Welcome to the September edition of the Canter Levin & Berg Employment Solutions newsletter.
We have a wide range of employment law issues covered in this month's edition, ranging from the imminent implementation of the Agency Workers Directive to reduction in maternity benefits, more about social media and discrimination against a Polish worker called "Borat".
We lead with key questions about the effect of the Agency Workers Regulations as well as access to detailed guidance. We also review the current position of the proposed extension of the right to request flexible working following the Government's recent consultation.
Our review of recent cases includes consideration of whether indirect discrimination can be justified on the ground of cost alone, an employer justified retirement age as an alternative to the abolition of the state retirement age and the perennial (and highly complex) question of just when is the effective date of termination for calculating entitlement to claim unfair dismissal.
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This month's news:
1. new agency worker rules - do they matter to you?
Implementation of the Agency Workers Directive has been in the pipeline for years. After several delays, the UK Regulations which enact the requirements of the Directive finally come into force on 1 October. But what do they mean in practice for employers?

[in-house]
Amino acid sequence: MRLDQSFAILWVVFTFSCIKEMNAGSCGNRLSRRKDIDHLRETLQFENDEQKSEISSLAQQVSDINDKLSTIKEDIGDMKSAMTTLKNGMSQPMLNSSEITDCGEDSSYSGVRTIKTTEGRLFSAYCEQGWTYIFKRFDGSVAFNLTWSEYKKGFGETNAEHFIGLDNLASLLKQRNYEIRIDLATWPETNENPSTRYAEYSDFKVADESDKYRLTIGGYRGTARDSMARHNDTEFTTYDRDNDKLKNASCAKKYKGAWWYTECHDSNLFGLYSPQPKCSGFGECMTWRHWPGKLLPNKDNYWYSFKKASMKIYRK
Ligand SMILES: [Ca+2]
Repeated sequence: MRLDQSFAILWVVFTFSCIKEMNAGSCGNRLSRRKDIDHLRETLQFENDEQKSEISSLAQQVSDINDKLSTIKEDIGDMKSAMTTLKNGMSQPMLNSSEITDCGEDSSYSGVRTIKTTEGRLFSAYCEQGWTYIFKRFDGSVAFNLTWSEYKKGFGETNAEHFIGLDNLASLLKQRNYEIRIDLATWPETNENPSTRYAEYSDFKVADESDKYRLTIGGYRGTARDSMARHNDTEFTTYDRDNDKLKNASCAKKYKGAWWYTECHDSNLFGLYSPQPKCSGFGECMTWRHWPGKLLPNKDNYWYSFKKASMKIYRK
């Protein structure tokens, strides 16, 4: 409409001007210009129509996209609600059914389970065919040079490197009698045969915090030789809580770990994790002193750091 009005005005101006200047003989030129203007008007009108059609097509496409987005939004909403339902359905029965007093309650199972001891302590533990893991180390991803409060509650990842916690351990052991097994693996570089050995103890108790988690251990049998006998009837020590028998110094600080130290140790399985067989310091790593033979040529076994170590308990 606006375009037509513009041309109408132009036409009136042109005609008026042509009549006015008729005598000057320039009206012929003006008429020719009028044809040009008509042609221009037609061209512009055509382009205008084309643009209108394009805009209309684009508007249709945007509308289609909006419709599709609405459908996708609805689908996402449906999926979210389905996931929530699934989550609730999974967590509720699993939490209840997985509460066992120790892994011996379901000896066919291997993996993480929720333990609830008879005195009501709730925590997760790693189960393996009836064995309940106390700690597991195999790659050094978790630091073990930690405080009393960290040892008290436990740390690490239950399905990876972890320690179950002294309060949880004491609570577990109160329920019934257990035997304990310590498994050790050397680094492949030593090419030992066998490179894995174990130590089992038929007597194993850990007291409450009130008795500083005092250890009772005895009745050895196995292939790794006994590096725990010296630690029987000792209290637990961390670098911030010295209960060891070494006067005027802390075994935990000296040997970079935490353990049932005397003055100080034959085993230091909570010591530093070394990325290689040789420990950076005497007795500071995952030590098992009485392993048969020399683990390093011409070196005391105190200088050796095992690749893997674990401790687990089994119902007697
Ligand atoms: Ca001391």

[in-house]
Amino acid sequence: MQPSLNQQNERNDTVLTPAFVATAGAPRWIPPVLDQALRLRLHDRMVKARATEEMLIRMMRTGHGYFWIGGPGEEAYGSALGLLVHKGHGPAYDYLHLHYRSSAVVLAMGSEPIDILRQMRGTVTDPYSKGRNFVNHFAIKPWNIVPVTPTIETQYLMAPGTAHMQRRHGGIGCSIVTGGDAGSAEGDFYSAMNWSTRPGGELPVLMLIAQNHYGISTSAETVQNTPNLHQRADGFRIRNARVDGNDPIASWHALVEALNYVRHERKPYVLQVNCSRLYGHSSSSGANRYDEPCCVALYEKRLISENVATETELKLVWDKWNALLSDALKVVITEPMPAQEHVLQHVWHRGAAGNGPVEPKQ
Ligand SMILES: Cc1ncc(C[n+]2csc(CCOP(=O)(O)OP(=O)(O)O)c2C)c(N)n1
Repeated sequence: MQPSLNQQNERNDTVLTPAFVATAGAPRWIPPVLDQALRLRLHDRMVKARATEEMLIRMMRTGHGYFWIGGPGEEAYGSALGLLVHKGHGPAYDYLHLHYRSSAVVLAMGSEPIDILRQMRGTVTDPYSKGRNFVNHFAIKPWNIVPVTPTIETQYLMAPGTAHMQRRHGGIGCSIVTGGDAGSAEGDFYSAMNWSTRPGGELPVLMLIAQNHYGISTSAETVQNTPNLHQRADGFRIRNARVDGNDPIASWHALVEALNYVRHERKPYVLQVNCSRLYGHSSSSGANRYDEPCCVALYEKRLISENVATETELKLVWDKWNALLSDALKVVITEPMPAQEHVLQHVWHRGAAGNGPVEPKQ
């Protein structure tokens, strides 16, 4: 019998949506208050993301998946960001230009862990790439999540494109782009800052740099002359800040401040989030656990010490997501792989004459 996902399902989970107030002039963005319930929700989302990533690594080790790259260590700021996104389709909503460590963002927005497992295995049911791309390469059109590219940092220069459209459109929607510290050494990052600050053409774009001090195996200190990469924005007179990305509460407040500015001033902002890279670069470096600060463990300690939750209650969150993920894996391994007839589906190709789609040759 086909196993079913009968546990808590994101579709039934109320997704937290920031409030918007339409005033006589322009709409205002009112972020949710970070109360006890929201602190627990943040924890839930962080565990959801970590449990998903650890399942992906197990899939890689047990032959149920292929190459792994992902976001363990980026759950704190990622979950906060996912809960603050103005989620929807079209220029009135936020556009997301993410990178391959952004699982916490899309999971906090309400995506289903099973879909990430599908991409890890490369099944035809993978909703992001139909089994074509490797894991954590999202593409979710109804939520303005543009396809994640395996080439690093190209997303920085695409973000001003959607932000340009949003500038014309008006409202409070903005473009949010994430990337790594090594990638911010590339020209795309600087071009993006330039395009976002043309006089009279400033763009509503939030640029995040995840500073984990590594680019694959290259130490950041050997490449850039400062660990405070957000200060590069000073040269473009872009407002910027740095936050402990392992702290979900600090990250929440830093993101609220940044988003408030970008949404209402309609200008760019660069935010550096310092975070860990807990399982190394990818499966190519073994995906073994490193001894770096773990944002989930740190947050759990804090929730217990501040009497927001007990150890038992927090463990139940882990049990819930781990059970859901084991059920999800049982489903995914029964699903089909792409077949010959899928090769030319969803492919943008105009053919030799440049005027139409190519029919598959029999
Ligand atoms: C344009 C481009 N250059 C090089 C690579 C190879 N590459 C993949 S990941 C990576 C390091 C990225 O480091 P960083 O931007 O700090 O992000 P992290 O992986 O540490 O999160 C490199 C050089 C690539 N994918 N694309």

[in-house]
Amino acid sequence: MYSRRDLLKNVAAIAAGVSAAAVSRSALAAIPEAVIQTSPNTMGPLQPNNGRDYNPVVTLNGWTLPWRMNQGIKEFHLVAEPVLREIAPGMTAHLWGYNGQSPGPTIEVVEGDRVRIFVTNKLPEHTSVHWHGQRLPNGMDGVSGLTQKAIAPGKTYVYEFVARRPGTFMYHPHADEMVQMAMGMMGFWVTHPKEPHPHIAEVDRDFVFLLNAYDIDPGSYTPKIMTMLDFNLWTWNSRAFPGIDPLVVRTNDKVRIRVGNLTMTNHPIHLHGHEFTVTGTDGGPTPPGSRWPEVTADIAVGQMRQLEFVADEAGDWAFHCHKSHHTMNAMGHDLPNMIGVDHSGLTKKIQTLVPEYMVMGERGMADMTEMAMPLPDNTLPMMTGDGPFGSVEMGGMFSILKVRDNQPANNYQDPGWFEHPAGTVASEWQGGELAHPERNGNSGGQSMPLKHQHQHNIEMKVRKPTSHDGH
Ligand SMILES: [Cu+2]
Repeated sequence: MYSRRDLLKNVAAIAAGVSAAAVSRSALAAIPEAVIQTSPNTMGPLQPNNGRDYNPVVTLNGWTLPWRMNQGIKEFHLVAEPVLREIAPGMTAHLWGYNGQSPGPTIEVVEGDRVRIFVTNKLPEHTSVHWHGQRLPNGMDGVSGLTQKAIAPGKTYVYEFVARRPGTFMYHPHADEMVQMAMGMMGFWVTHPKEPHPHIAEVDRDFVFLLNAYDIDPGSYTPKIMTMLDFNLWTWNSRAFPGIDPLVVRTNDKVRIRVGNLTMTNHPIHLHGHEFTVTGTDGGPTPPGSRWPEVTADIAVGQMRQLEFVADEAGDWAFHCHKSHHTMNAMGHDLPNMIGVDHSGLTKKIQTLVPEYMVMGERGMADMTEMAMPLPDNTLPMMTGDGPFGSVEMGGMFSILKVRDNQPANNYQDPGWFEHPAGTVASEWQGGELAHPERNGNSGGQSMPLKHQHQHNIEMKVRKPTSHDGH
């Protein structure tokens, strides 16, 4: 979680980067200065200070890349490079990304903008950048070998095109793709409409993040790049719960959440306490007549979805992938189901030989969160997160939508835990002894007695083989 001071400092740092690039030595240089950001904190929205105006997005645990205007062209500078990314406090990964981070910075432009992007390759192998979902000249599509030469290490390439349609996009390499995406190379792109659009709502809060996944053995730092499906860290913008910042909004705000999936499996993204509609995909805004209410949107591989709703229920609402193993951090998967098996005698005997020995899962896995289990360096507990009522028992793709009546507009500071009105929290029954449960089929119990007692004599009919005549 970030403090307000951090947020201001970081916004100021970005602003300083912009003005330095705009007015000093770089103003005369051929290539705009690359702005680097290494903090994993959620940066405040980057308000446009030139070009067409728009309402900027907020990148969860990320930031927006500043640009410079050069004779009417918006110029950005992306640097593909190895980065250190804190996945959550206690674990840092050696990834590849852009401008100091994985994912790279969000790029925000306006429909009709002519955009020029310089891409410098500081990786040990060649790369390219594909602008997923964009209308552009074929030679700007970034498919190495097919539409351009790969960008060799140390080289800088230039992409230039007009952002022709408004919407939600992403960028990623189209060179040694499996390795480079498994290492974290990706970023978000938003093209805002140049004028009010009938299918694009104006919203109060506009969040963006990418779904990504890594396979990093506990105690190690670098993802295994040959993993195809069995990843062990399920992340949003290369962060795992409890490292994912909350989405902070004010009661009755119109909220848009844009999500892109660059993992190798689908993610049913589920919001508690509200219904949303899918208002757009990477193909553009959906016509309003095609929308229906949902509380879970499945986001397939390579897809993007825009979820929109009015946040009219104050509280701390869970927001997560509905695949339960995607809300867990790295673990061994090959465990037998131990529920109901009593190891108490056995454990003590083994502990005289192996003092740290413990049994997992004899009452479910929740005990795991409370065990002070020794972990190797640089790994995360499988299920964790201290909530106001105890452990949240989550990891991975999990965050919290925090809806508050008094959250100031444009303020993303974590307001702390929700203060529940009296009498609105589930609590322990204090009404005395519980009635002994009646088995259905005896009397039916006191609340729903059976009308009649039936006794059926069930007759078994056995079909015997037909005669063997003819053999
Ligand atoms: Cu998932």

2. extension of flexible working rights
The Government has made clear for some time its intention to extend the right to request flexible working to most employees rather than just those who having caring responsibilities.
In September 2010 the Department for Business Innovation and Skills announced an intention to extend flexible working rights to all parents of children under 18 from April 2011 (covering a further 300,000 employees) and plans to roll out the rights to all employees. Extension of the rights would be accompanied with a new and simplified system for requesting parental leave.
However the April 2011 change was postponed. The reason given by the Government was the economic climate but it was made clear that the widening of entitlement remained firmly on its agenda (in accordance with the Coalition Agreement).
3. end of compulsory retirement, but?
In April 2011 my colleague Kath Kelly wrote an article about the end of the statutory retirement age and highlighted some possible alternatives. The time is now upon us because this Friday 30 September is the last date on which notice given last April can take effect. Consequently, any attempts to impose compulsory retirement after this date and based on the state retirement age will be ineffective as well as being potentially discriminatory and constituting unfair dismissal.
However, Kath also highlighted possible alternatives to statutory retirement and one of these is an employer justified retirement age. Clarification in this respect has been provided by the European Court in the case of Prigge -v- Lufthansa.
4. factually incorrect but still discrimination
A Leeds employment tribunal has ruled that a Polish worker who was routinely called Borat by a work colleague over a four week period was subjected to race discrimination.